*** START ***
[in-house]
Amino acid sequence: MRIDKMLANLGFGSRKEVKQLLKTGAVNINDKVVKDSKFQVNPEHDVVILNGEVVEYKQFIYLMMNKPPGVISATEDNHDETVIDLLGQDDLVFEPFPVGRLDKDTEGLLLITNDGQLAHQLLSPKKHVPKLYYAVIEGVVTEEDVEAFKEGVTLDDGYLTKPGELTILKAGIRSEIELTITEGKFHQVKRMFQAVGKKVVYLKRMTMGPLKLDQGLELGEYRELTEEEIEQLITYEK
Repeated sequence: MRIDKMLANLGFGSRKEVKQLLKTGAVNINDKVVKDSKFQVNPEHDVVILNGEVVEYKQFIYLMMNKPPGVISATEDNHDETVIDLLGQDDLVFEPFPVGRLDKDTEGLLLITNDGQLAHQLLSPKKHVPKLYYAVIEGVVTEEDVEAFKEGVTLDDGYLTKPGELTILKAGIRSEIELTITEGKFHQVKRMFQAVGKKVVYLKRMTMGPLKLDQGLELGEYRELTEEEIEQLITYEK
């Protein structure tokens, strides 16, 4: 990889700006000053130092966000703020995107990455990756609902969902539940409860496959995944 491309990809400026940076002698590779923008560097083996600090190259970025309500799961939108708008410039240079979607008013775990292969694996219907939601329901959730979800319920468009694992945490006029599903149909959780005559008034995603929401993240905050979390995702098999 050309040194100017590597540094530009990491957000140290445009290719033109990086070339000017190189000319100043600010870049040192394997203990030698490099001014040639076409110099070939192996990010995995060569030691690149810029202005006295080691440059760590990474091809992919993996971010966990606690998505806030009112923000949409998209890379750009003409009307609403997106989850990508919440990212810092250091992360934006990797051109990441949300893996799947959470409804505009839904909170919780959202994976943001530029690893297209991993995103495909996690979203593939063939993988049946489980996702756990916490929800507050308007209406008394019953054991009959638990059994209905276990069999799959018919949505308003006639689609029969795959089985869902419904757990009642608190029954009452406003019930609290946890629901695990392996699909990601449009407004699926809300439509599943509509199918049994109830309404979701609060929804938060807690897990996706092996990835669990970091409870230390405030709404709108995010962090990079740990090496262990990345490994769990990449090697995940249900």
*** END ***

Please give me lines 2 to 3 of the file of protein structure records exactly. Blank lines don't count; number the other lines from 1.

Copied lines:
Amino acid sequence: MRIDKMLANLGFGSRKEVKQLLKTGAVNINDKVVKDSKFQVNPEHDVVILNGEVVEYKQFIYLMMNKPPGVISATEDNHDETVIDLLGQDDLVFEPFPVGRLDKDTEGLLLITNDGQLAHQLLSPKKHVPKLYYAVIEGVVTEEDVEAFKEGVTLDDGYLTKPGELTILKAGIRSEIELTITEGKFHQVKRMFQAVGKKVVYLKRMTMGPLKLDQGLELGEYRELTEEEIEQLITYEK
Repeated sequence: MRIDKMLANLGFGSRKEVKQLLKTGAVNINDKVVKDSKFQVNPEHDVVILNGEVVEYKQFIYLMMNKPPGVISATEDNHDETVIDLLGQDDLVFEPFPVGRLDKDTEGLLLITNDGQLAHQLLSPKKHVPKLYYAVIEGVVTEEDVEAFKEGVTLDDGYLTKPGELTILKAGIRSEIELTITEGKFHQVKRMFQAVGKKVVYLKRMTMGPLKLDQGLELGEYRELTEEEIEQLITYEK